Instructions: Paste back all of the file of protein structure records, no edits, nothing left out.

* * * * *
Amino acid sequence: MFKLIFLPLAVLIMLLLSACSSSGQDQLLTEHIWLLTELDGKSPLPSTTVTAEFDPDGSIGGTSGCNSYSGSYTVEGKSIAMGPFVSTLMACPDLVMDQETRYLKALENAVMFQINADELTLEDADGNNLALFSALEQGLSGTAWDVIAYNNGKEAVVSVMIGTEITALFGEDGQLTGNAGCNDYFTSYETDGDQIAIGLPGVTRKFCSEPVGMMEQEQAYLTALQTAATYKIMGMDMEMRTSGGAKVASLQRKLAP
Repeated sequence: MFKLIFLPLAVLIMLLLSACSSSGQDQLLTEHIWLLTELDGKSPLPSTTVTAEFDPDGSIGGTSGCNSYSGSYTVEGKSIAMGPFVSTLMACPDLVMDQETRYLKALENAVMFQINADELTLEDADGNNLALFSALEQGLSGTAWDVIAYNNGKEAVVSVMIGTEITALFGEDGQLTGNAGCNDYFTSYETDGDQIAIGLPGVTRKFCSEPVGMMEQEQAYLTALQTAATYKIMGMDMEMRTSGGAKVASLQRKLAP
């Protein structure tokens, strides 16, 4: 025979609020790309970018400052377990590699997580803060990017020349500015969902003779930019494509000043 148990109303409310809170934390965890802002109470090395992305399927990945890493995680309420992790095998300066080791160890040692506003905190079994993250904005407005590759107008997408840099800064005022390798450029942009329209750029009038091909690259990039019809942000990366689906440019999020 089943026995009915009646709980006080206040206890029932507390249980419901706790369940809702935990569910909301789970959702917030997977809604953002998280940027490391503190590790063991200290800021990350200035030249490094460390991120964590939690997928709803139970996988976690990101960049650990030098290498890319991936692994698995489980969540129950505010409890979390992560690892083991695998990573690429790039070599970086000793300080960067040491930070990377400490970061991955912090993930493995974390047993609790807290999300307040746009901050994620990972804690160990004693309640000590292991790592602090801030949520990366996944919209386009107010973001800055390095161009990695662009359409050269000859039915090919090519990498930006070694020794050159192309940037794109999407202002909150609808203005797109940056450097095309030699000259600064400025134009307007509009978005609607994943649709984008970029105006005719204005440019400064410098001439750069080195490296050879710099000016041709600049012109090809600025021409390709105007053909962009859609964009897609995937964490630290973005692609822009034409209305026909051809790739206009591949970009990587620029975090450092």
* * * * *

Amino acid sequence: MFKLIFLPLAVLIMLLLSACSSSGQDQLLTEHIWLLTELDGKSPLPSTTVTAEFDPDGSIGGTSGCNSYSGSYTVEGKSIAMGPFVSTLMACPDLVMDQETRYLKALENAVMFQINADELTLEDADGNNLALFSALEQGLSGTAWDVIAYNNGKEAVVSVMIGTEITALFGEDGQLTGNAGCNDYFTSYETDGDQIAIGLPGVTRKFCSEPVGMMEQEQAYLTALQTAATYKIMGMDMEMRTSGGAKVASLQRKLAP
Repeated sequence: MFKLIFLPLAVLIMLLLSACSSSGQDQLLTEHIWLLTELDGKSPLPSTTVTAEFDPDGSIGGTSGCNSYSGSYTVEGKSIAMGPFVSTLMACPDLVMDQETRYLKALENAVMFQINADELTLEDADGNNLALFSALEQGLSGTAWDVIAYNNGKEAVVSVMIGTEITALFGEDGQLTGNAGCNDYFTSYETDGDQIAIGLPGVTRKFCSEPVGMMEQEQAYLTALQTAATYKIMGMDMEMRTSGGAKVASLQRKLAP
């Protein structure tokens, strides 16, 4: 025979609020790309970018400052377990590699997580803060990017020349500015969902003779930019494509000043 148990109303409310809170934390965890802002109470090395992305399927990945890493995680309420992790095998300066080791160890040692506003905190079994993250904005407005590759107008997408840099800064005022390798450029942009329209750029009038091909690259990039019809942000990366689906440019999020 089943026995009915009646709980006080206040206890029932507390249980419901706790369940809702935990569910909301789970959702917030997977809604953002998280940027490391503190590790063991200290800021990350200035030249490094460390991120964590939690997928709803139970996988976690990101960049650990030098290498890319991936692994698995489980969540129950505010409890979390992560690892083991695998990573690429790039070599970086000793300080960067040491930070990377400490970061991955912090993930493995974390047993609790807290999300307040746009901050994620990972804690160990004693309640000590292991790592602090801030949520990366996944919209386009107010973001800055390095161009990695662009359409050269000859039915090919090519990498930006070694020794050159192309940037794109999407202002909150609808203005797109940056450097095309030699000259600064400025134009307007509009978005609607994943649709984008970029105006005719204005440019400064410098001439750069080195490296050879710099000016041709600049012109090809600025021409390709105007053909962009859609964009897609995937964490630290973005692609822009034409209305026909051809790739206009591949970009990587620029975090450092």